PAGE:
Most of the biggest black holes in the universe have been eating cosmic meals behind closed doors – until now.
With its sharp infrared eyes, NASA's Spitzer Space Telescope peered through walls of galactic dust to uncover what may be the long-sought missing population of hungry black holes known as quasars.
"From past studies using X-rays, we expected there were a lot of hidden quasars, but we couldn't find them," said Alejo Martнnez-Sansigre of the University of Oxford, England. He is lead author of a paper about the research in this week's Nature. "We had to wait for Spitzer to find an entire population of these dust-obscured objects."
Quasars are super-massive black holes that are circled by a giant ring of gas and dust. They live at the heart of distant galaxies and can consume up to the equivalent mass of one thousand stars in a single year. As their black holes suck in material from their dusty rings, the material lights up brilliantly, making quasars the brightest objects in the universe. This bright light comes in many forms, including X-rays, visible and infrared light.
Astronomers have puzzled for years over the question of how many of these cosmic behemoths are out there. One standard method for estimating the number is to measure the cosmic X-ray background. Quasars outshine everything else in the universe in X-rays. By counting the background buzz of X-rays, it is possible to predict the approximate total number of quasars.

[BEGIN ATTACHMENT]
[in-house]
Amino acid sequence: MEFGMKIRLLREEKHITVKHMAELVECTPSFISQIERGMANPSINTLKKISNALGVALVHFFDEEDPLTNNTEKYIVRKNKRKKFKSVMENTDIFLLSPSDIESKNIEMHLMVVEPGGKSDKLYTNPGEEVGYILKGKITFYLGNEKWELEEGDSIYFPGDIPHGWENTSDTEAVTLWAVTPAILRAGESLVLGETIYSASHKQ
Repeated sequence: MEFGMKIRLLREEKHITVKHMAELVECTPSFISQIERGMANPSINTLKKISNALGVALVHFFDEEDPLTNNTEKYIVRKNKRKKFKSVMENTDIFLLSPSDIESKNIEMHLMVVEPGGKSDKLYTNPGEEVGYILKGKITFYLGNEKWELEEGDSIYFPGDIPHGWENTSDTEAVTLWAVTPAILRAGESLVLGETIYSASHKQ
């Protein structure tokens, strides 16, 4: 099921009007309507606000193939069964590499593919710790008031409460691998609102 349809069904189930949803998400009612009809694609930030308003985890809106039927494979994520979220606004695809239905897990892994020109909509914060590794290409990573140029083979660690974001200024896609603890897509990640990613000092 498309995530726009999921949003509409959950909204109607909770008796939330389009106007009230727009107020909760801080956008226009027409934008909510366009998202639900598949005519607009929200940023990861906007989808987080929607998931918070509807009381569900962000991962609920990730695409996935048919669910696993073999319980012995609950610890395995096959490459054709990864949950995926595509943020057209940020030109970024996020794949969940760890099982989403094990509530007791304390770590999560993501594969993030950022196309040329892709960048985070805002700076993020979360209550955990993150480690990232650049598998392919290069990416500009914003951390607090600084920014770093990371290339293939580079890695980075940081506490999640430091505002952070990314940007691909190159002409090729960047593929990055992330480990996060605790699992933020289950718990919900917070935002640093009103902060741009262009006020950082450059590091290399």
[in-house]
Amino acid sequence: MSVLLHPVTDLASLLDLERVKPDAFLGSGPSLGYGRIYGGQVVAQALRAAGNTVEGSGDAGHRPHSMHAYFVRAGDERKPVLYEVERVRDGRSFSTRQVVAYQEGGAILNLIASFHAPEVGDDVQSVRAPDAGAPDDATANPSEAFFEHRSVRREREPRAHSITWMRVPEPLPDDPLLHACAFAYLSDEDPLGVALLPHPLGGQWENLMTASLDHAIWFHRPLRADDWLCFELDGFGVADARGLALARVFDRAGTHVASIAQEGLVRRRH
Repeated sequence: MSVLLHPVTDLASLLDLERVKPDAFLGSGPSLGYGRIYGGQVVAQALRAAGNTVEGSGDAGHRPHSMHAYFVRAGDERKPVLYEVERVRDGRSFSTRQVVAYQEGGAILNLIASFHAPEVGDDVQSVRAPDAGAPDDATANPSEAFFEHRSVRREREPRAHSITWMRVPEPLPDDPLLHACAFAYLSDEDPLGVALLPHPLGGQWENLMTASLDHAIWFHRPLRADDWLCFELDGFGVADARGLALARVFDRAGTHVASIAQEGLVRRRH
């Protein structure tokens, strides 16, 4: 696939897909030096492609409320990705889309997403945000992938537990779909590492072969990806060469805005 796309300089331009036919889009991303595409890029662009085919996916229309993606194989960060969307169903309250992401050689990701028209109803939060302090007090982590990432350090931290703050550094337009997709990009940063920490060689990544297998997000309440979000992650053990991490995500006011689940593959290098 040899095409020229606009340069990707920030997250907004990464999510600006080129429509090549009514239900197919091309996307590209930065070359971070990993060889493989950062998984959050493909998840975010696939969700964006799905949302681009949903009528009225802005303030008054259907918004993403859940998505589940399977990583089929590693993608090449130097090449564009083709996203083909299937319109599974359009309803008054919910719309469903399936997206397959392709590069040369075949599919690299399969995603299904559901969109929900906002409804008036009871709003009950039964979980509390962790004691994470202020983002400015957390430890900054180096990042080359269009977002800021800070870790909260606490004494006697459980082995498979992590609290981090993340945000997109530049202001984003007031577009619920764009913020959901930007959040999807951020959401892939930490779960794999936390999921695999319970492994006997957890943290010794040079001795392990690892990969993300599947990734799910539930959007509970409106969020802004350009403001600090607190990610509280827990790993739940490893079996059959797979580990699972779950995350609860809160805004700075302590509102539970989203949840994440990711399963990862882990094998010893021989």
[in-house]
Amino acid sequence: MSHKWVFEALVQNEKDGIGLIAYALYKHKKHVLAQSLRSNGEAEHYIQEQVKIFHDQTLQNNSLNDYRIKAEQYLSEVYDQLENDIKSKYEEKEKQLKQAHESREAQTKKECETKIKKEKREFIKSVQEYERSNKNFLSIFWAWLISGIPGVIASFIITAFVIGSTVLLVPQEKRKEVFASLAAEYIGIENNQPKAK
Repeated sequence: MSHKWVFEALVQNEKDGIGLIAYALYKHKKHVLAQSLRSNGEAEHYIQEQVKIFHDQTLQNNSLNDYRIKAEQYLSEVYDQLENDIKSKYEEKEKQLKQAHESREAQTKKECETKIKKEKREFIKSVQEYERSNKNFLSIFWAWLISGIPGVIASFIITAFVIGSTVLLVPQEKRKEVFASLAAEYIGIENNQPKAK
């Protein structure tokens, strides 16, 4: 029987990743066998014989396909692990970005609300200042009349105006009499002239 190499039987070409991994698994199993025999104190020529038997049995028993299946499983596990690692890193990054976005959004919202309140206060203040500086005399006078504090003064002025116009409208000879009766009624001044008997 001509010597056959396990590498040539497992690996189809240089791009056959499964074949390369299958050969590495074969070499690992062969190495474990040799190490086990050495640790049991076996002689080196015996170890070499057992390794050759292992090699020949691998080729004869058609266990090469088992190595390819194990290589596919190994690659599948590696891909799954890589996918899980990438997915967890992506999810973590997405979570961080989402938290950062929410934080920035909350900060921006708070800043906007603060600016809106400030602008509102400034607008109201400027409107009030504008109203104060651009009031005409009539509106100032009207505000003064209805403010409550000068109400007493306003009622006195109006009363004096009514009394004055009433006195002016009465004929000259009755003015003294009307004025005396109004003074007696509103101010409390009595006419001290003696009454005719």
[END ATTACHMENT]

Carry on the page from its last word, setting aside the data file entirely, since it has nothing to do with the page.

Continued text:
But this estimate has not matched previous X-ray and visible-light observations of actual quasars, which number far fewer than expected. Astronomers thought this might be because most quasars are blocked from our view by gas and dust. They proposed that some quasars are positioned in such a way that their dusty rings hide their light, while others are buried in dust-drenched galaxies.
Spitzer appears to have found both types of missing quasars by looking in infrared light. Unlike X-rays and visible light, infrared light can travel through gas and dust.
Researchers found 21 examples of these quasars in a small patch of sky. All the objects were confirmed as quasars by the National Radio Astronomy Observatory's Very Large Array radio telescope in New Mexico and by the Particle Physics and Astronomy Research Council's William Herschel Telescope in Spain.
"If you extrapolate our 21 quasars out to the rest of the sky, you get a whole lot of quasars," said Dr. Mark Lacy of the Spitzer Science Center, California Institute of Technology, Pasadena, Calif., a co-author of the Nature paper. "This means that, as suspected, most super-massive black hole growth is hidden by dust."
The discovery will allow astronomers to put together a more complete picture of how and where quasars form in our universe. Of the 21 quasars uncovered by Spitzer, 10 are believed to be inside fairly mature, giant, elliptical galaxies. The rest are thought to be encased in thick, dusty galaxies that are still forming stars.
A team of researchers based at the University of Arizona, Tucson, found similar quasars using Spitzer. Their research is described at uanews.org/science.
Other authors of the Nature paper include Drs. Steve Rawlings and Matt Jarvis, University of Oxford; Drs. Dario Fadda and Francine Marleau, Spitzer Science Center; Dr. Chris Simpson, University of Durham, England; and Dr. Chris Willott, National Research Council Canada, Victoria.
A Spitzer false-colored picture of one of the newfound quasars is available at www.spitzer.caltech.edu/Media/index.shtml .
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